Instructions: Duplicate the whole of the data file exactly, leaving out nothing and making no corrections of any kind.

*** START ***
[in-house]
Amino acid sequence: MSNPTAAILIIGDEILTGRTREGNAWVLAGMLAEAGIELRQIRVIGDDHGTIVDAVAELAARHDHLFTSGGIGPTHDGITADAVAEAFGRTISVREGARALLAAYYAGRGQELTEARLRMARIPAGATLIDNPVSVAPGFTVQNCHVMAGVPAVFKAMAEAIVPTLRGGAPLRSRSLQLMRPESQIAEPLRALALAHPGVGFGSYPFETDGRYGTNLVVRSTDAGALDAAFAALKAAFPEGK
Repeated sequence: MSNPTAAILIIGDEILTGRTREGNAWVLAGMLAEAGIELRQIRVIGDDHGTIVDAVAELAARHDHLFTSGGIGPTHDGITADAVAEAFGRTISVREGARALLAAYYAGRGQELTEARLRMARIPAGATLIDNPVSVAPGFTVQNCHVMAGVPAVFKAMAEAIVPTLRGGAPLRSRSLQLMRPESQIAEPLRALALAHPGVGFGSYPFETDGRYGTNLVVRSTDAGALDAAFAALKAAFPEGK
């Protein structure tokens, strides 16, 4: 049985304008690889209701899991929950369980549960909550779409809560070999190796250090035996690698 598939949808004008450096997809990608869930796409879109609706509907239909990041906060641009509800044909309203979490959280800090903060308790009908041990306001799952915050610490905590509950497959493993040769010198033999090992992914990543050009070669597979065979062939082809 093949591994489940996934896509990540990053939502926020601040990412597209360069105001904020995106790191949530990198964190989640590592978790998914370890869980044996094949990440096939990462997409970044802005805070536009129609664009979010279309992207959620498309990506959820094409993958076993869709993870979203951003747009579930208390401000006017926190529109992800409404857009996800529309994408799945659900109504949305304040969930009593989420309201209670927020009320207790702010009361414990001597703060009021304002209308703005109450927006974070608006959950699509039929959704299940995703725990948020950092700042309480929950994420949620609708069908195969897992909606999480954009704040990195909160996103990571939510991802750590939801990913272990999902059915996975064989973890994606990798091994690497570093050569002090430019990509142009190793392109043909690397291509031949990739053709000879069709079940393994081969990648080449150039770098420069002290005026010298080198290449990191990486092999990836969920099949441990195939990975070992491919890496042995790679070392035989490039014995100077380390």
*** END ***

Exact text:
[in-house]
Amino acid sequence: MSNPTAAILIIGDEILTGRTREGNAWVLAGMLAEAGIELRQIRVIGDDHGTIVDAVAELAARHDHLFTSGGIGPTHDGITADAVAEAFGRTISVREGARALLAAYYAGRGQELTEARLRMARIPAGATLIDNPVSVAPGFTVQNCHVMAGVPAVFKAMAEAIVPTLRGGAPLRSRSLQLMRPESQIAEPLRALALAHPGVGFGSYPFETDGRYGTNLVVRSTDAGALDAAFAALKAAFPEGK
Repeated sequence: MSNPTAAILIIGDEILTGRTREGNAWVLAGMLAEAGIELRQIRVIGDDHGTIVDAVAELAARHDHLFTSGGIGPTHDGITADAVAEAFGRTISVREGARALLAAYYAGRGQELTEARLRMARIPAGATLIDNPVSVAPGFTVQNCHVMAGVPAVFKAMAEAIVPTLRGGAPLRSRSLQLMRPESQIAEPLRALALAHPGVGFGSYPFETDGRYGTNLVVRSTDAGALDAAFAALKAAFPEGK
């Protein structure tokens, strides 16, 4: 049985304008690889209701899991929950369980549960909550779409809560070999190796250090035996690698 598939949808004008450096997809990608869930796409879109609706509907239909990041906060641009509800044909309203979490959280800090903060308790009908041990306001799952915050610490905590509950497959493993040769010198033999090992992914990543050009070669597979065979062939082809 093949591994489940996934896509990540990053939502926020601040990412597209360069105001904020995106790191949530990198964190989640590592978790998914370890869980044996094949990440096939990462997409970044802005805070536009129609664009979010279309992207959620498309990506959820094409993958076993869709993870979203951003747009579930208390401000006017926190529109992800409404857009996800529309994408799945659900109504949305304040969930009593989420309201209670927020009320207790702010009361414990001597703060009021304002209308703005109450927006974070608006959950699509039929959704299940995703725990948020950092700042309480929950994420949620609708069908195969897992909606999480954009704040990195909160996103990571939510991802750590939801990913272990999902059915996975064989973890994606990798091994690497570093050569002090430019990509142009190793392109043909690397291509031949990739053709000879069709079940393994081969990648080449150039770098420069002290005026010298080198290449990191990486092999990836969920099949441990195939990975070992491919890496042995790679070392035989490039014995100077380390």